ISO: More Whole Grains

September 3, 2015

More than half of American consumers are actively working to eat whole grain foods, according to the 2015 Food and Health Study conducted by the International Food Information Council (IFIC).

For the past 10 years, IFIC has conducted an extensive survey into the “beliefs and behaviors of Americans” when it comes to their food choices. The 2015 report surveyed 1,007 Americans aged 18 to 80.

When presented with a list of food components and asked to what extent participants tried to consumer or avoid each, whole grains and fiber topped the list of what consumers are trying to eat at 56 and 55 percent, respectively.

This preference for whole grains and fiber is good news as the cereal fiber in grain foods “may be the most effective source of dietary fiber for improving health and reducing risk of chronic disease,” according to Dr. Glenn Gaesser, professor and director of the Healthy Lifestyles Research Center at Arizona State University. Benefits include reduced risk of type II diabetes and other chronic diseases as well as improving overall gut health.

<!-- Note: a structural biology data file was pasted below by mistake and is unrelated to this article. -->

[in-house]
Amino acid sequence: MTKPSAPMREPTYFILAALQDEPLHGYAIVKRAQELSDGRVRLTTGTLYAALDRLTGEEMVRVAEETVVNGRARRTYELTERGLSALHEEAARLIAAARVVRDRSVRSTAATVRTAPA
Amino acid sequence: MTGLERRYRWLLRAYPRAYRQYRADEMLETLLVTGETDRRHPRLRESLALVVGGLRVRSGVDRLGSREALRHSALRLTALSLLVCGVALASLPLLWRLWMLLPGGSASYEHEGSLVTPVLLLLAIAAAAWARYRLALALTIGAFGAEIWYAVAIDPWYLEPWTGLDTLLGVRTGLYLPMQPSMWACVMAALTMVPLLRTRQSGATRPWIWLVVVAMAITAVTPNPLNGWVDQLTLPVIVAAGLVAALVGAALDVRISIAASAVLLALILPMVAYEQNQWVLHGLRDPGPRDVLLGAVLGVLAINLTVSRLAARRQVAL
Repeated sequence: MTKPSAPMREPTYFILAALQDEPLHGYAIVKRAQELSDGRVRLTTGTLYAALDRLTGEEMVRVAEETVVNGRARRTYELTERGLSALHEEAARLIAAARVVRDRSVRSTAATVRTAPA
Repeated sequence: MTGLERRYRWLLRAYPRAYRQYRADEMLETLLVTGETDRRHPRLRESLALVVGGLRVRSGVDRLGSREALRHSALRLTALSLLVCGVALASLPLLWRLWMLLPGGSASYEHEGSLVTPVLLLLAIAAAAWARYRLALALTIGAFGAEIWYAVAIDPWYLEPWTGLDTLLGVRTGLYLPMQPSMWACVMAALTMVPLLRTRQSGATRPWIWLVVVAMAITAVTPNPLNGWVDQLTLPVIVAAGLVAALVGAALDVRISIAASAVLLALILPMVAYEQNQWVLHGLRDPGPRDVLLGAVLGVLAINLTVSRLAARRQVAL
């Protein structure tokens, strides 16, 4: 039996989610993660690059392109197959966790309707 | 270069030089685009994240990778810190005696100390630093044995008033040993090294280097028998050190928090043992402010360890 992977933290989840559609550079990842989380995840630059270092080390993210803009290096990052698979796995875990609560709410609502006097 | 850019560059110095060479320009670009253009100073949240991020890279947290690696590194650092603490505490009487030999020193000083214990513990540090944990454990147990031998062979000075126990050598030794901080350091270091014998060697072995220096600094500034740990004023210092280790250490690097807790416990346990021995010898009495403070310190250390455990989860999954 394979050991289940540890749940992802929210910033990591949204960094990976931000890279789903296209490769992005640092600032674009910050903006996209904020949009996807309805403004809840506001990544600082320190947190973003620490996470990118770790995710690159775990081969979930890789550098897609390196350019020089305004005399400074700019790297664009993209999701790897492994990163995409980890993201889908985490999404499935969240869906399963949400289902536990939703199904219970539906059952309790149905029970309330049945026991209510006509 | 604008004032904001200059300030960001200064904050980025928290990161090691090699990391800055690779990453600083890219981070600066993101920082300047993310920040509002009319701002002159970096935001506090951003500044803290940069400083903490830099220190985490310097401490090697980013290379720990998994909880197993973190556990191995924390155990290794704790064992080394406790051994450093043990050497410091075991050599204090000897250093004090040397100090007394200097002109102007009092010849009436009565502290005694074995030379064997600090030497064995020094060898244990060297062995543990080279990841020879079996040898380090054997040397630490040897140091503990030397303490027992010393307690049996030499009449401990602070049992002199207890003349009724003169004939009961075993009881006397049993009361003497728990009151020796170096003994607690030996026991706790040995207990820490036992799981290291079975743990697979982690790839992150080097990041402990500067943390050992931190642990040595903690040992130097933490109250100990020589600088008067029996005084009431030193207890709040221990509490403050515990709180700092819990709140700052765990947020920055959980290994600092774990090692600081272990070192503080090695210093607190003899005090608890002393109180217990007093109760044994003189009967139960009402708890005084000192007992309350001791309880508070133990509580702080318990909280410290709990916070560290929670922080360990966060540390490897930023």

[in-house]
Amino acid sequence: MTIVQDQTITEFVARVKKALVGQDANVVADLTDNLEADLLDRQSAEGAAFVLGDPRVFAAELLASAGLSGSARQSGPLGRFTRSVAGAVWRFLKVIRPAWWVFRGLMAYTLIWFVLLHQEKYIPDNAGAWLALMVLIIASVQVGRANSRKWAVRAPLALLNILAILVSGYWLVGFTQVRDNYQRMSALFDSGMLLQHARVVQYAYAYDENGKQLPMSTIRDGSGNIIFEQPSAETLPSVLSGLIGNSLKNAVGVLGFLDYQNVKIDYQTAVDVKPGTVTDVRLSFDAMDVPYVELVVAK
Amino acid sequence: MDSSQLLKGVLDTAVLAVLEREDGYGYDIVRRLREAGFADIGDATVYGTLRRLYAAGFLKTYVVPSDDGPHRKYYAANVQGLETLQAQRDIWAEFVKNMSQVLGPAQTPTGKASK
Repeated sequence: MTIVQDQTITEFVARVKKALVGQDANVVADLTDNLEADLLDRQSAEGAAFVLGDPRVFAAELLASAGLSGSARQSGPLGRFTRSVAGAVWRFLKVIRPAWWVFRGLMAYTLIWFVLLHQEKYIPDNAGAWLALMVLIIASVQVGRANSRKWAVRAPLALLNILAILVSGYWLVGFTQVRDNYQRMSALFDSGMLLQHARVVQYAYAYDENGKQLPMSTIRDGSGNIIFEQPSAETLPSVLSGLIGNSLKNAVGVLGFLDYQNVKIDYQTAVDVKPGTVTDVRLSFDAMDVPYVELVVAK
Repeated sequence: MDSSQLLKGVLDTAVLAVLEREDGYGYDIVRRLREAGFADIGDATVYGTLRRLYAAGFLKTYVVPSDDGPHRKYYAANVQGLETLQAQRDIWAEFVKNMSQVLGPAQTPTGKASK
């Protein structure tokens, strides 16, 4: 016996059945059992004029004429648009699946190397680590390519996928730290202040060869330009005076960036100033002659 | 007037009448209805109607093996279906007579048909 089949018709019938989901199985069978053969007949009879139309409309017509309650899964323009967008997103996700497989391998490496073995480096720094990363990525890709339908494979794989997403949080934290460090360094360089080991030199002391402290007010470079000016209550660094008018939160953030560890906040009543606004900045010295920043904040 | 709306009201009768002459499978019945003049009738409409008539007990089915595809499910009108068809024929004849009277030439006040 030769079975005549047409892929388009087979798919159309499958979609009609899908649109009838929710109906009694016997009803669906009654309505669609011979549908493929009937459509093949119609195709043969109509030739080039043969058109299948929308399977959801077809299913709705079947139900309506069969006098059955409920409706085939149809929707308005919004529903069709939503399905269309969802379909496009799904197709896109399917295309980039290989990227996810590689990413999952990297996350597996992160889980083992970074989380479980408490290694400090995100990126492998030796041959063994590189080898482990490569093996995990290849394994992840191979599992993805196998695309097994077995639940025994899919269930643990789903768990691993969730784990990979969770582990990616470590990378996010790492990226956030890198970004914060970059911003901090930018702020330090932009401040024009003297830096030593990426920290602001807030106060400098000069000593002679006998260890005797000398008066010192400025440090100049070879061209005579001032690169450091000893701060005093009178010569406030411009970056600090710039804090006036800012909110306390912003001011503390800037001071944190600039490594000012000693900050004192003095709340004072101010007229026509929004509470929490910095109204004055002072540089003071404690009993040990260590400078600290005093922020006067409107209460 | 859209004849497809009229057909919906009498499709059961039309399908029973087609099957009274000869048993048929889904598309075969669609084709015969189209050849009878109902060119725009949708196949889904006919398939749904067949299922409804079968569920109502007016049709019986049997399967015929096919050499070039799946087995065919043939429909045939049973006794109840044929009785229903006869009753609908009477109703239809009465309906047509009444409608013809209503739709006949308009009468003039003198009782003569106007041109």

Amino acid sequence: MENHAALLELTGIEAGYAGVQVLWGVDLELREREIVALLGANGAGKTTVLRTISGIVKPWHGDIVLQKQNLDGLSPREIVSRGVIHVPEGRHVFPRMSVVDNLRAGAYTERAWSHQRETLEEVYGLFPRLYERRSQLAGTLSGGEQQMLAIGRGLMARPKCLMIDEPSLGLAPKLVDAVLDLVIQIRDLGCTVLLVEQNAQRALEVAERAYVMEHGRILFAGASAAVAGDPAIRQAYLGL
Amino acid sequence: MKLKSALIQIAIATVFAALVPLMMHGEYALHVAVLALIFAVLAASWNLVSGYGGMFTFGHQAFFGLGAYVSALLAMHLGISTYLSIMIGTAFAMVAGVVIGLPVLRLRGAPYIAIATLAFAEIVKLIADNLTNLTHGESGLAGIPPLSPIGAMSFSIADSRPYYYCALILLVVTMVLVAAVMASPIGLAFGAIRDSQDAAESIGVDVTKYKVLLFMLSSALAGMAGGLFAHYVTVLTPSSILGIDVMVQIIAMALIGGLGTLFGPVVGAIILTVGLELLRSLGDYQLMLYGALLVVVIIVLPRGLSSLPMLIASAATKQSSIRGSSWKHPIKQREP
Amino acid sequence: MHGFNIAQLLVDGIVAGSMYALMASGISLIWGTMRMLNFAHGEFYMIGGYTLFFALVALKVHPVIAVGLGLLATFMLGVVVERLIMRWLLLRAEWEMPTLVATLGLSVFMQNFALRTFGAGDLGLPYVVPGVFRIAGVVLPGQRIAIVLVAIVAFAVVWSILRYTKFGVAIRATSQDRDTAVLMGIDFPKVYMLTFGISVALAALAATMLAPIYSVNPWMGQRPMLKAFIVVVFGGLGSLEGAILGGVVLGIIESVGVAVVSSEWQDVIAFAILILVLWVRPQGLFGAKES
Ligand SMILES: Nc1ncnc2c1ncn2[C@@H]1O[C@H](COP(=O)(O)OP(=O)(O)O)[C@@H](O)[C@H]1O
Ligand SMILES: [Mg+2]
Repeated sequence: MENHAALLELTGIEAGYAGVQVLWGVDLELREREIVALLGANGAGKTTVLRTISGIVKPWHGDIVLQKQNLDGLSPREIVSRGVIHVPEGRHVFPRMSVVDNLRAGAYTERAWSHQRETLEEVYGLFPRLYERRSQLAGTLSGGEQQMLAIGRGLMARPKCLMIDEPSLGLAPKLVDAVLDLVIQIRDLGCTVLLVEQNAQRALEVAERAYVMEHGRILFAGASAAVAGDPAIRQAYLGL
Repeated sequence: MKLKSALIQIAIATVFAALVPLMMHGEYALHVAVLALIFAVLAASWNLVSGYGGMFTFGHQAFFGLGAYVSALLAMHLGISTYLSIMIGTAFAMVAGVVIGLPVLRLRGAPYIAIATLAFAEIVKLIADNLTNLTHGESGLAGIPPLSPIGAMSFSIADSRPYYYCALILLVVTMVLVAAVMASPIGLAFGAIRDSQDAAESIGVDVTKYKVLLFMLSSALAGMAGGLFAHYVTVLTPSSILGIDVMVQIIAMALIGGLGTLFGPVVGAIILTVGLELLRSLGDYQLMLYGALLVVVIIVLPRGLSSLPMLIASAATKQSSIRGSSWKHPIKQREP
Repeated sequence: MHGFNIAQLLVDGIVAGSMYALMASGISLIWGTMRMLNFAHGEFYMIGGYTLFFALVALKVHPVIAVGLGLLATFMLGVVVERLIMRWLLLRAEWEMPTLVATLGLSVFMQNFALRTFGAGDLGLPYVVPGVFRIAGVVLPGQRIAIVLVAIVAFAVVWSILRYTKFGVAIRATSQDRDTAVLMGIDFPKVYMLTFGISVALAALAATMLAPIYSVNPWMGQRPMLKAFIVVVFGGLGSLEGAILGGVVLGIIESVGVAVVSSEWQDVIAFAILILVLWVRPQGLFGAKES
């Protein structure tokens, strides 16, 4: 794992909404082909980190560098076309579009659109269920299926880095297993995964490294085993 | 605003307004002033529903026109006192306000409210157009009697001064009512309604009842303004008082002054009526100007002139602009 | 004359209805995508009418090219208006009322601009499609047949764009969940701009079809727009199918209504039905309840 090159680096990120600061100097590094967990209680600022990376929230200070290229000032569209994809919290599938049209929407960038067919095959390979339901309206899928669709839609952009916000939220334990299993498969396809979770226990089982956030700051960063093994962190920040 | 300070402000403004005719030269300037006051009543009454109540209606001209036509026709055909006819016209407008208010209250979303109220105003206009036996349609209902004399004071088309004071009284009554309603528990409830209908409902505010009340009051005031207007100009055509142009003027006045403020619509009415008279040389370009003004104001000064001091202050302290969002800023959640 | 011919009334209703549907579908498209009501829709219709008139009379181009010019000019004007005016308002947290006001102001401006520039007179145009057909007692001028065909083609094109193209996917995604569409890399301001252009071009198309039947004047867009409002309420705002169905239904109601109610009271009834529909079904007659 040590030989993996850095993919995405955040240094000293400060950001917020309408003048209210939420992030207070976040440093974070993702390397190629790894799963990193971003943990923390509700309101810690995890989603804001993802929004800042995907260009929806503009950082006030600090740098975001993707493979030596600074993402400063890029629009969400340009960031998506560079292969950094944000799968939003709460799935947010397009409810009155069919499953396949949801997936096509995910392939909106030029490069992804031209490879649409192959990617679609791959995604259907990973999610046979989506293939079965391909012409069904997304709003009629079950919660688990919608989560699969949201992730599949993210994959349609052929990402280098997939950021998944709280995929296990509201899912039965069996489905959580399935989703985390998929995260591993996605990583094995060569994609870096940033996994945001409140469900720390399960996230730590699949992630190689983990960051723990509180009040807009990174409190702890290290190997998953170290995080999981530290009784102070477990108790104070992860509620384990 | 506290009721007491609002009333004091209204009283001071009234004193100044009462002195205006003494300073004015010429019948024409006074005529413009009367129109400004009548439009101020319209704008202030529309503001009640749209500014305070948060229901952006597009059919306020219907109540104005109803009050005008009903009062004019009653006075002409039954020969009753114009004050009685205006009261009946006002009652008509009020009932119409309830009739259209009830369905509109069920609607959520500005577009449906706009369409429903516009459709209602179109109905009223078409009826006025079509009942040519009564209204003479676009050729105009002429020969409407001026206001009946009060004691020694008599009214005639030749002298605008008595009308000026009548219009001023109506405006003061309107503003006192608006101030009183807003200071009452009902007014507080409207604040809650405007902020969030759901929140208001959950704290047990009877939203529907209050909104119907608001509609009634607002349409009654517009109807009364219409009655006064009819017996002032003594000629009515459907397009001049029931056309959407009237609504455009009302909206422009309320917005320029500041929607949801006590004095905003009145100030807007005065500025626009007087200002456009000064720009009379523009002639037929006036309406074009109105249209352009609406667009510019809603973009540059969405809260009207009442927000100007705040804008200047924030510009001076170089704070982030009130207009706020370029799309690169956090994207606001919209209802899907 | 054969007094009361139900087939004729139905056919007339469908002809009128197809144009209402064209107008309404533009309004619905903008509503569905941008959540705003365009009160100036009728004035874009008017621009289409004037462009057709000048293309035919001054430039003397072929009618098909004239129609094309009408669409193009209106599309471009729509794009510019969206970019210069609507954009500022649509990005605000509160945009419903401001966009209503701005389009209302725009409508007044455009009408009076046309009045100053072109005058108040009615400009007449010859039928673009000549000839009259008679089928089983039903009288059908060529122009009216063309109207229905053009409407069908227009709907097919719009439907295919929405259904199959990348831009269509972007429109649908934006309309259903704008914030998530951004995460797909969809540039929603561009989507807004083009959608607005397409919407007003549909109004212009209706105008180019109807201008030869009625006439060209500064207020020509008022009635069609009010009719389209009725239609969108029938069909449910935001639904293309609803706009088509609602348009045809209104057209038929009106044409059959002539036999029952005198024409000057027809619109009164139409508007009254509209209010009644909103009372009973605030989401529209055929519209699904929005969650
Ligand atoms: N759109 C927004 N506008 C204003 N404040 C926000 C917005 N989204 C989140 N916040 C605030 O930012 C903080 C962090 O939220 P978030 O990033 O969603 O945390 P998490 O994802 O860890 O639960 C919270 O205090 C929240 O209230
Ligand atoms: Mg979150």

But, while consumers in this survey expressed desire to eat more whole grains and fiber, Americans overall still fall short of reaching dietary recommendations. According to the 2011 Academy of Nutrition and Dietetics study of dietary trends indicated that while 70 percent of consumers believed they consumed enough whole grains, more than 90 percent of adults and children fell short of the three to five recommended daily servings of whole grains.

Luckily, Americans have more choices than ever to help their desire to eat more whole grains become a reality. That includes new recipes from the 2015 National Festival of Breads. Try these winning recipes in your quest to incorporate more whole grains into your diet:

By Julia Debes